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At a time when the Australian financial services sector is under scrutiny from all sides, there is an important change to financial service product providers. These obligations address the causes of some of the misconduct examined by the royal commission. Problem is, this new rule comes into effect very soon, and while deadlines for compliance have been extended to October 2021, many financial services providers may have lost momentum, and 6 months’ preparation time, thanks to COVID-19.
What are the new rules and regulations?
What we are talking about here are new financial product design and distribution requirements. Simply put, the objective is to give consumers more protection when they purchase financial products – think investments, insurance, credit, leases.
Essentially the new rules require both the suppliers – the banks, investment managers, insurance companies – and the distributors – think financial advisers, brokers and the like – to take a lot more care when they develop and sell these financial products.
Whilst this is something that has been bubbling away for quite some time it has probably been a little bit under the radar for many organisations – and this is a real risk, as some of the work required to meet these new rules is not straightforward. With the distractions of COVID-19, as well as other regulatory news – think Responsible Lending and AUSTRAC enforcement actions – this is something that has always been just over the horizon. The challenge is that it is now less than a year away, even with ASIC’s postponement.
What is the major issue at hand?
There are a couple of issues at hand for both suppliers and distributors. Firstly, among other things, the rules require something called a ‘target market determination’ to be made, and the delivery of the products to be in line with that target market determination.
What this means, for example is that if you have developed a product that is targeted to one sector of the market, you have to take steps to ensure it isn’t sold to those people outside of that target market. That might mean that you have to only distribute through certain channels, or through certain brokers. If you’re the product supplier you’ll also have to make sure that your distributors are working in line with the rules you’ve set.
Now, while this might sound relatively straightforward, the devil, as always, is in the detail. Being able to specify the class of consumers, their needs, and how a given product will meet these needs is likely to require significant amounts of quality data, and rigorous analysis. This is a task that is time consuming, and needs to be started early enough to enable action to be taken.
The second challenge is that the rules apply not only to new products, but also to continuing products – that is, products that are being sold today that will continue. This means that if you have a product that is currently being sold to a group that is not in your ‘target market’ that you may need to take steps to prevent that happening in the future. It’s not enough here to just say – that’s what we’ve done in the past.
What are the consequences for non-compliance?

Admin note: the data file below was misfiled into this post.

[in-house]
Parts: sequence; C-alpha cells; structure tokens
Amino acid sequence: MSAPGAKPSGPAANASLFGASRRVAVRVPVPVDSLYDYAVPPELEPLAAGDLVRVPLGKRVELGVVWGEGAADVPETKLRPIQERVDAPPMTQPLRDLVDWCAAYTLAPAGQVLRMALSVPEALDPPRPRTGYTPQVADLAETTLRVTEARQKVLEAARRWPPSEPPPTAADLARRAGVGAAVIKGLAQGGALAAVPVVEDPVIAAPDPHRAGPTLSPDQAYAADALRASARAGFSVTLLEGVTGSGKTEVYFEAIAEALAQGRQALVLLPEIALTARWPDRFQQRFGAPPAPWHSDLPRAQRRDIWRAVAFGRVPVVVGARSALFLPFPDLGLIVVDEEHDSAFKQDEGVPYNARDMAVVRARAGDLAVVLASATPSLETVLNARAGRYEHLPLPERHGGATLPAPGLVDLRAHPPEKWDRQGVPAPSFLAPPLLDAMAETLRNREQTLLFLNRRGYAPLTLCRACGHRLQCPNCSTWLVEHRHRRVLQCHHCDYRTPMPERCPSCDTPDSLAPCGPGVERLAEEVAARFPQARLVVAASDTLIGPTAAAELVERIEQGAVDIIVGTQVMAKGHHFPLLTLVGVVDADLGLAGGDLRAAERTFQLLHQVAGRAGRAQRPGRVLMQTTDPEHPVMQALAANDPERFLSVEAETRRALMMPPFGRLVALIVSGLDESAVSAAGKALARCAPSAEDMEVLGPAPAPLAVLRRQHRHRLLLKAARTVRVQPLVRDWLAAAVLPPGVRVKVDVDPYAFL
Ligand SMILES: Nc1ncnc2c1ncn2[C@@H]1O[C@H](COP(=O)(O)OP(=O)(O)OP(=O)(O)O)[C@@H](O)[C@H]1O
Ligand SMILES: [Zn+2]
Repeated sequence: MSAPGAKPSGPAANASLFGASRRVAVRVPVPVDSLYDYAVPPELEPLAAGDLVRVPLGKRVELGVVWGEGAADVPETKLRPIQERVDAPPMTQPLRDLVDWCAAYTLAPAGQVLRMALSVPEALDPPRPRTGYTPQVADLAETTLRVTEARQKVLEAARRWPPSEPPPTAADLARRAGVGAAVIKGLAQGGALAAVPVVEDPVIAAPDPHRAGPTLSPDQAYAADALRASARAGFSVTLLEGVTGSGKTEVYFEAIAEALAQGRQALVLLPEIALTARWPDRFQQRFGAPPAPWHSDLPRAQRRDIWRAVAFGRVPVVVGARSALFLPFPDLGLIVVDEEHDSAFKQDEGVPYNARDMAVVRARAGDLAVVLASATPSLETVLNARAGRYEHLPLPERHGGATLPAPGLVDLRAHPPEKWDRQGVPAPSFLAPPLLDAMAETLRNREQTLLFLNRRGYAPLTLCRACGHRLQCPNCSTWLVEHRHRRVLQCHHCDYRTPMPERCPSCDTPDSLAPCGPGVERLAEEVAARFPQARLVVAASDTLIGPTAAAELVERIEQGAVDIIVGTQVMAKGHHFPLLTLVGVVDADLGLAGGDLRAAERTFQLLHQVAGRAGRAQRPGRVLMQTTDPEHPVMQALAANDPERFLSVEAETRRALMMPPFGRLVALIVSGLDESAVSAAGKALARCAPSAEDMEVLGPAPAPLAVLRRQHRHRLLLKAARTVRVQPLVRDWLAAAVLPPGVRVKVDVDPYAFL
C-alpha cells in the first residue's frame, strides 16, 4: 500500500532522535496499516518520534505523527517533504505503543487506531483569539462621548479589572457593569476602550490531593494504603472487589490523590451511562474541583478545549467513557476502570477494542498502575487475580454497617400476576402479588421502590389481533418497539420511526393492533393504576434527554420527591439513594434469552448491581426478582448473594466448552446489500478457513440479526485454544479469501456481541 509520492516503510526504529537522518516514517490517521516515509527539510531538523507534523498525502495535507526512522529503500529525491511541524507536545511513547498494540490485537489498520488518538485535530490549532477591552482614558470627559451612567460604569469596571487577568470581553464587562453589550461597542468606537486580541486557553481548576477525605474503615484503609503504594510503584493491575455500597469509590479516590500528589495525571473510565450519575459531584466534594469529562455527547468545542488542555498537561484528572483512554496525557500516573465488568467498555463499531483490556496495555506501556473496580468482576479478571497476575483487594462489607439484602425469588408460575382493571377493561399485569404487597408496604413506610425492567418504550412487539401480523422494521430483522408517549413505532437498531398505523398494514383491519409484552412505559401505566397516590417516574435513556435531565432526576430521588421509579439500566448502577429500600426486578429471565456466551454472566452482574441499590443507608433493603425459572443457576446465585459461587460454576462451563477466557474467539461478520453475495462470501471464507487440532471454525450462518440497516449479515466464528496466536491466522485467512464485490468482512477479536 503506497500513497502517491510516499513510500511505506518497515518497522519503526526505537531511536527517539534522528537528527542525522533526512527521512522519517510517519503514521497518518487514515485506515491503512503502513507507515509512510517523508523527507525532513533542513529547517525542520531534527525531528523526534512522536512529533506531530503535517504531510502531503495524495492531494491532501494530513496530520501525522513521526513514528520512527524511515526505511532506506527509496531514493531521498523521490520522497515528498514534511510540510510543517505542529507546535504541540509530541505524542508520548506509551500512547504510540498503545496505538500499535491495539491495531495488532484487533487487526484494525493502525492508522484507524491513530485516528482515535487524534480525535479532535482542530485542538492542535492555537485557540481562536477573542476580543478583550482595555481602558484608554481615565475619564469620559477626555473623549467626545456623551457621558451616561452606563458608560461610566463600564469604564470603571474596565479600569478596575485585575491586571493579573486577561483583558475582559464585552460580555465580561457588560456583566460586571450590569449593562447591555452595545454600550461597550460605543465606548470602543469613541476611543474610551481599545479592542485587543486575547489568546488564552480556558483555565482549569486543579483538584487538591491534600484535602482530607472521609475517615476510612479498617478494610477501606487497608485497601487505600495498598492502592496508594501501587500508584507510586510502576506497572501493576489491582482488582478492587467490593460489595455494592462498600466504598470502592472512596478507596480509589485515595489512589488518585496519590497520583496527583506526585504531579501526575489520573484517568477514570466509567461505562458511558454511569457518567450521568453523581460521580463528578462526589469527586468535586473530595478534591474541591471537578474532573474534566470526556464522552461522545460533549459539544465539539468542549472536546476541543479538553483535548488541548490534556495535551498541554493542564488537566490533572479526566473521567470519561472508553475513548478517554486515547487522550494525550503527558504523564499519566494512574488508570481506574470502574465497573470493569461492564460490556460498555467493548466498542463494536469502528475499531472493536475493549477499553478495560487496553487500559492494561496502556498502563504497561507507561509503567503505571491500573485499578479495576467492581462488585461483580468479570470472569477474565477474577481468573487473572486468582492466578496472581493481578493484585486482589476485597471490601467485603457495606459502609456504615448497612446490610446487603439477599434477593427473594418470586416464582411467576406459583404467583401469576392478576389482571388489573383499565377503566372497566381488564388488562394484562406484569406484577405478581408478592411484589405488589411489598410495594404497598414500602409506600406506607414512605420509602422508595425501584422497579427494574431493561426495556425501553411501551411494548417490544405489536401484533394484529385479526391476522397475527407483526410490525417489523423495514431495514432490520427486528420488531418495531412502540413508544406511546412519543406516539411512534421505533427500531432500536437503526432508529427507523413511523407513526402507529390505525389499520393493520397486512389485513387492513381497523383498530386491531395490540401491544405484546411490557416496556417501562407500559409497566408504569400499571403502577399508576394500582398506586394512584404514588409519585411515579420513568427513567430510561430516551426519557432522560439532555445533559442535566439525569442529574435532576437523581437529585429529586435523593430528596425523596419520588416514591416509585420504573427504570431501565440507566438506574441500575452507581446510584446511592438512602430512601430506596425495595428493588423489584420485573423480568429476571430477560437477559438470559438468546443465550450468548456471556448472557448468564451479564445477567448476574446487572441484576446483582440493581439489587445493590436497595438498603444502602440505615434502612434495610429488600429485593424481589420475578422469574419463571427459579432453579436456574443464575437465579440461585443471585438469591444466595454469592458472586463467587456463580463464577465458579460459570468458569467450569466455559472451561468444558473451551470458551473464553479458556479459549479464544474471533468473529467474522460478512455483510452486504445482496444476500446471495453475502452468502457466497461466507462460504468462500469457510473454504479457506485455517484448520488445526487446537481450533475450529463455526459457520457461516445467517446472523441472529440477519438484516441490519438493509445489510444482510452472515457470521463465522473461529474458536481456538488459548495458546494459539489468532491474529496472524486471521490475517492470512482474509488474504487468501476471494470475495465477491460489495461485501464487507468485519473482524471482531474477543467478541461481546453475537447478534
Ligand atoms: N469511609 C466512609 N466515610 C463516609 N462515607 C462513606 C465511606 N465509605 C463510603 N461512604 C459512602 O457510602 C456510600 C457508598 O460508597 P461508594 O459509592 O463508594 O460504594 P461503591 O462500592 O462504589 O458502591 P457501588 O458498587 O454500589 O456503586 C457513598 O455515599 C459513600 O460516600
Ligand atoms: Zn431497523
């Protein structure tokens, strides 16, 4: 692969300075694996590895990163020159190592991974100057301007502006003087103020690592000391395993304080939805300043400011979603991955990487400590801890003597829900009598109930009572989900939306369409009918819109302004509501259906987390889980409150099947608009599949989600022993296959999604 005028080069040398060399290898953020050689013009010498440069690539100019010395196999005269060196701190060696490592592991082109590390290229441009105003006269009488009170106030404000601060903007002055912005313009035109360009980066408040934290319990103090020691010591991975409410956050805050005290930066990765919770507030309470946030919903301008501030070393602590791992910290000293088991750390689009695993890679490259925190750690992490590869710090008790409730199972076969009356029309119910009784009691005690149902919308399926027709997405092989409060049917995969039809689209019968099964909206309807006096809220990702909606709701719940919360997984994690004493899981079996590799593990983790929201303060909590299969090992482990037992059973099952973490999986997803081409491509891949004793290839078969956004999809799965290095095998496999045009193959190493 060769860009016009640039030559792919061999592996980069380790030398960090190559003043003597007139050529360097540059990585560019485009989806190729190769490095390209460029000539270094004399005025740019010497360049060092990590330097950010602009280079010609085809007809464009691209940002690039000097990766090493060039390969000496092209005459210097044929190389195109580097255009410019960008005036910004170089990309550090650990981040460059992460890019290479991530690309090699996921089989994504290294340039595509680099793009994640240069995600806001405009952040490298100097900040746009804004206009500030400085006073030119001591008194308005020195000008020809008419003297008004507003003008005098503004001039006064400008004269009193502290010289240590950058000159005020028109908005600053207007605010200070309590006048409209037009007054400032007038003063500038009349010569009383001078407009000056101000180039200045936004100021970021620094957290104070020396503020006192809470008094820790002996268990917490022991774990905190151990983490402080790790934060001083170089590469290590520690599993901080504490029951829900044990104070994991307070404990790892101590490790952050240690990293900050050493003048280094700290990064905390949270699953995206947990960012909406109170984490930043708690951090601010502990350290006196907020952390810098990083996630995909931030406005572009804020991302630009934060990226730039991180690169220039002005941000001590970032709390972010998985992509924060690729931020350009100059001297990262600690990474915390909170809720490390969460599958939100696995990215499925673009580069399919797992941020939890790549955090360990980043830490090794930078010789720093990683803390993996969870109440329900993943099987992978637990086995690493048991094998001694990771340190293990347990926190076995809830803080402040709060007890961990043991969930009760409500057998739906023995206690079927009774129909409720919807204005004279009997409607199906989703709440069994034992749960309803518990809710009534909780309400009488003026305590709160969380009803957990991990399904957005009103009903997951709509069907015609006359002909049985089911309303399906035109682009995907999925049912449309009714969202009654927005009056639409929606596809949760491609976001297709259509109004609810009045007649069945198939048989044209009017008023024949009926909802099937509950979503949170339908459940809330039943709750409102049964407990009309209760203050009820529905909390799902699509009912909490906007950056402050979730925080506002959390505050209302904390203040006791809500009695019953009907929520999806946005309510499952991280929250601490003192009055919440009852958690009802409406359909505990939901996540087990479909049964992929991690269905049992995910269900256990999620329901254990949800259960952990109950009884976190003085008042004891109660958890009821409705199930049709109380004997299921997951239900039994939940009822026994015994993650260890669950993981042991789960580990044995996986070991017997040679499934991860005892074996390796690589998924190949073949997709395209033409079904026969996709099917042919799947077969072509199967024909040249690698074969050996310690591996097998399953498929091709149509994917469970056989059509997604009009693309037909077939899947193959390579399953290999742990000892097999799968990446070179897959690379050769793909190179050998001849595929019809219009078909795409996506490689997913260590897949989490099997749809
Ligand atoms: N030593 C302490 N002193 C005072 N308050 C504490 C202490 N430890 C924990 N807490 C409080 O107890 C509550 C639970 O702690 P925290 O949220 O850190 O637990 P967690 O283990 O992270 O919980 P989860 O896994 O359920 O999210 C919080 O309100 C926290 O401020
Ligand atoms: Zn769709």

Well, it’s no coincidence that these rules are coming hot on the heels of ASIC’s new product intervention powers – which are new rules that have come in this year increasing ASIC’s ability to intervene- for example require amendments to marketing, make rules about how certain products can be distributed, – right the way up to banning a product. It’s clear that there is a more active regulator here.
The other challenge is that this is a new set of rules, and, as is often the case, a regulator might be looking for an example to be made in order to set the bar for those new rules. There is significant reputational damage at risk if you are being taken to task for how you are delivering products to consumers.
What needs to happen next?
There are really two responses that are required here. The first is very specific and the second more broad. Firstly, if you haven’t already worked through your target market determinations, distribution models, and begun to consider the operational impacts of these, then now is the time to start. And if you’re a distributor, and you haven’t heard from the providers you work with, now is the time to understand where they are up to.
If you have started, or even are some of the way through this assessment, now is not the time to slow down – keep up the pace of work, and think broadly and deeply about the consequences of target markets, impacts on current products and how you might need to change operations, contracts and delivery models, especially with those ‘continuing products’.
Also, remember there are a number of other requirements that you will need to consider, including the need to maintain records of decisions you have made.
Secondly, and this is the broader piece, this is a great opportunity to consider how you stitch together all of your key risk, compliance and control activities across your business.
If you start with a clear understanding of your key controls, you will be far less likely to need to add on a whole number of additional steps – you can modify what you already have.
We’ve seen many times in the past, when a new rule or law is brought in, a whole bunch of new controls, procedures and systems being brought in to respond.
This adds cost, complexity and often results in non-compliance because rules are not built in to day to day operations.
So, in summary, if you invest in solid baseline controls, built once and built well, you’ll be more able to respond to these and all other new rules, coming down the track.